We have previously covered Brainbow, a collection of one-of-a-kind, colorful images of the myriad connections in the brain and nervous system obtained through the use of unique color fluorescing proteins. Professors Jeff Lichtman and Josh Sanes, leaders of the Brainbow initiative, taught this author neurobiology at Harvard. I remember being amazed at the beautiful pictures of neuronal collections that gave life to a sometimes dull topic. Now, as reported in a May 5 paper in Nature Methods, the team behind Brainbow made a host of technical improvements in the imaging technique to yield more informative and visually even more remarkable pictures. According to a recent press release:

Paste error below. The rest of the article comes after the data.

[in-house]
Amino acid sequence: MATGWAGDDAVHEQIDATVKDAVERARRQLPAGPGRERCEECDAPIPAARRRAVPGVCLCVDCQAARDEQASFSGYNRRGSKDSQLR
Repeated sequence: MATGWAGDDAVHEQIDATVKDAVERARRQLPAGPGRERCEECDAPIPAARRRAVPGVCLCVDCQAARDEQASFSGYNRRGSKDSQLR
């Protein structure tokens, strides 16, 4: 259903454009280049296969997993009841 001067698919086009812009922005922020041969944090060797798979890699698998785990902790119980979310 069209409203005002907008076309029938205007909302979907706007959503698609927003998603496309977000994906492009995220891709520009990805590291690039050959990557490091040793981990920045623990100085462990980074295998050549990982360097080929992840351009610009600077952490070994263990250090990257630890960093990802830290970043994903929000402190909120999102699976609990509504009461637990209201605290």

“These modifications aim to overcome some of the more problematic features of the original genetic constructs,” Lichtman said. “Lead author Dawen Cai, a research associate in our labs, worked hard and creatively to find ways to make the ‘Brainbow’ colors brighter, more variable, and useable in situations where the original gene constructs were hard to implement. Our first look at these animals suggests that these improvements are fantastic.”
The result: a collection of images that is longer-lasting and more distinctive than previous versions.
Link: Brainbow Overview…
Nature Methods paper: Improved tools for the Brainbow toolbox
Harvard press release: ‘Brainbow,’ version 2.0